England 29 Wales 18 match report: Stuart Lancaster's men enjoy their day in the sun at expense of weary Wales
England enter next weekend's finale of the Six Nations in contention for title
The unseasonal Six Nations sunshine beat down unrelentingly here, adding several degrees of heat to an already molten contest, but infinitely more importantly for England, the sun shone on the righteous.
Stuart Lancaster’s team beat Wales with something to spare to end the visitors’ recent domination of this tournament, keeping alive their own title hopes into the bargain. They also secured a first Triple Crown in more than a decade and landed a solid blow ahead of next year’s World Cup meeting between the two countries. A very decent afternoon’s work, all things considered.
Yet there was an additional element for England to savour, one that in the long run may prove the most significant of all: namely, that they made this Welsh team look distinctly elderly, if not quite geriatric. Some of the men at the heart of the Red Dragons’ success over the last few campaigns – the props Gethin Jenkins and Adam Jones, to name but two – struggled to live with the pace of the game and while they tried everything they knew, legal and illegal, to put the brakes on the home side’s high-energy, up-tempo brand of rugby, they could not slow them by nearly enough. Jenkins, in particular, was found out, and he ended his afternoon in the sin bin.
Away from the bump and grind of scrum, ruck and maul, there were other Welsh misfires: at half-back, where the error-prone Rhys Webb and the pedestrian Rhys Priestland endured many and varied indignities; and in midfield, where the much-vaunted Lions pairing of Jamie Roberts and Jonathan Davies finished a distant second in their personal set-to with Billy Twelvetrees and Luther Burrell. Eighteen months out from the next global gathering, their head coach Warren Gatland has a whole lot of thinking to do.
If Lancaster must also exercise his little grey cells as a result of this victory, the red-rose head coach will find it a far more pleasurable experience. He knows now that he is picking from serious strength on the wing, at centre and in all three front-row positions, and has plenty in the cupboard in every back-five position bar open-side flanker, where Chris Robshaw, his captain, remains head and shoulders above the competition. Robshaw fought the good fight at the breakdown with a rare relish yesterday, matching Sam Warburton, the nearest thing he has to a nemesis, every step of the way. And Warburton was bang on his game, unlike a clear majority of his compatriots.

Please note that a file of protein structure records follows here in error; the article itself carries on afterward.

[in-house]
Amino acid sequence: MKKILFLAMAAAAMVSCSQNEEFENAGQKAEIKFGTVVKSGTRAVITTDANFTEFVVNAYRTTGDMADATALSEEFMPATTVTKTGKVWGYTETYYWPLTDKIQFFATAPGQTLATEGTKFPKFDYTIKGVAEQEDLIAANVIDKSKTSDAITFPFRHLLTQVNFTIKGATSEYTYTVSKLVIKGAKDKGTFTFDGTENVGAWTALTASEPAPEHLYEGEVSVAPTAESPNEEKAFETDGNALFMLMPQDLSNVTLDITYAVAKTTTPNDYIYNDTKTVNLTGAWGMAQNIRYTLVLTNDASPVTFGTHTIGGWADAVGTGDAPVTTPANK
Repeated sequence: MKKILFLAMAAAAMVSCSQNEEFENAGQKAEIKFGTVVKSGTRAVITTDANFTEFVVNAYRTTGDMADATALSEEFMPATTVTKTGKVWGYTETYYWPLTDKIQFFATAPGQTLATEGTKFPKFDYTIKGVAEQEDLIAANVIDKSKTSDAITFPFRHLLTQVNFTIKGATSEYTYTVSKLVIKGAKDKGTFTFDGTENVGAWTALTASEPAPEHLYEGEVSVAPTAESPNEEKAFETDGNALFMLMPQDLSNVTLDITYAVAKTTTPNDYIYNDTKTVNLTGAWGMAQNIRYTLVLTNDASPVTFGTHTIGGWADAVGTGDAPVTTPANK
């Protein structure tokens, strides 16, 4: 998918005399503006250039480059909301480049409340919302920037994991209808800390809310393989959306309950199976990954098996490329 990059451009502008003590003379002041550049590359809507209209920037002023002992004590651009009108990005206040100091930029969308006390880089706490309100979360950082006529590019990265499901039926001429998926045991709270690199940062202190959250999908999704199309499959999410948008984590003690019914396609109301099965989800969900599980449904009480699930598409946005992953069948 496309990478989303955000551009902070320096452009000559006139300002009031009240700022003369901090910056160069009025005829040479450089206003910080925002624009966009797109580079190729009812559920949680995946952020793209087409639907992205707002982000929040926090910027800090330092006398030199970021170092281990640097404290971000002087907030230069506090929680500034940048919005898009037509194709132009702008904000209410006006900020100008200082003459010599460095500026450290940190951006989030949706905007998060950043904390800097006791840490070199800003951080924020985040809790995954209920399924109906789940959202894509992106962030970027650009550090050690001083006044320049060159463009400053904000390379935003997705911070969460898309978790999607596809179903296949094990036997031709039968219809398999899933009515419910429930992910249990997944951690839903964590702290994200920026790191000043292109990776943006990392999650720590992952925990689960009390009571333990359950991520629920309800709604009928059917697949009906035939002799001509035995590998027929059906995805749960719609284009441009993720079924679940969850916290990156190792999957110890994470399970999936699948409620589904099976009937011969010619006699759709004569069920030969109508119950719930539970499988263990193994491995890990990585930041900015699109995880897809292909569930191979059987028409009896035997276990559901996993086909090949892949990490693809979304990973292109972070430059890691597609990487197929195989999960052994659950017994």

At no point in the contest did Wales find themselves ahead, and they would have spent their day a hell of a lot further behind but for Leigh Halfpenny’s astonishing contribution from the kicking tee. Some of the penalties England conceded were of the super-soft variety, but four of his six sightings of the sticks were from telescope range. The Lions full-back also chipped in defensively: had he not forced Burrell into a brief but crucial brush with the touchline as the big Northampton centre set sail in pursuit of a second try midway through the final quarter, the visitors would have struggled to keep the score under 40. It was a brave tackle, to say the least, and the shoulder damage Halfpenny suffered means his season is at an end.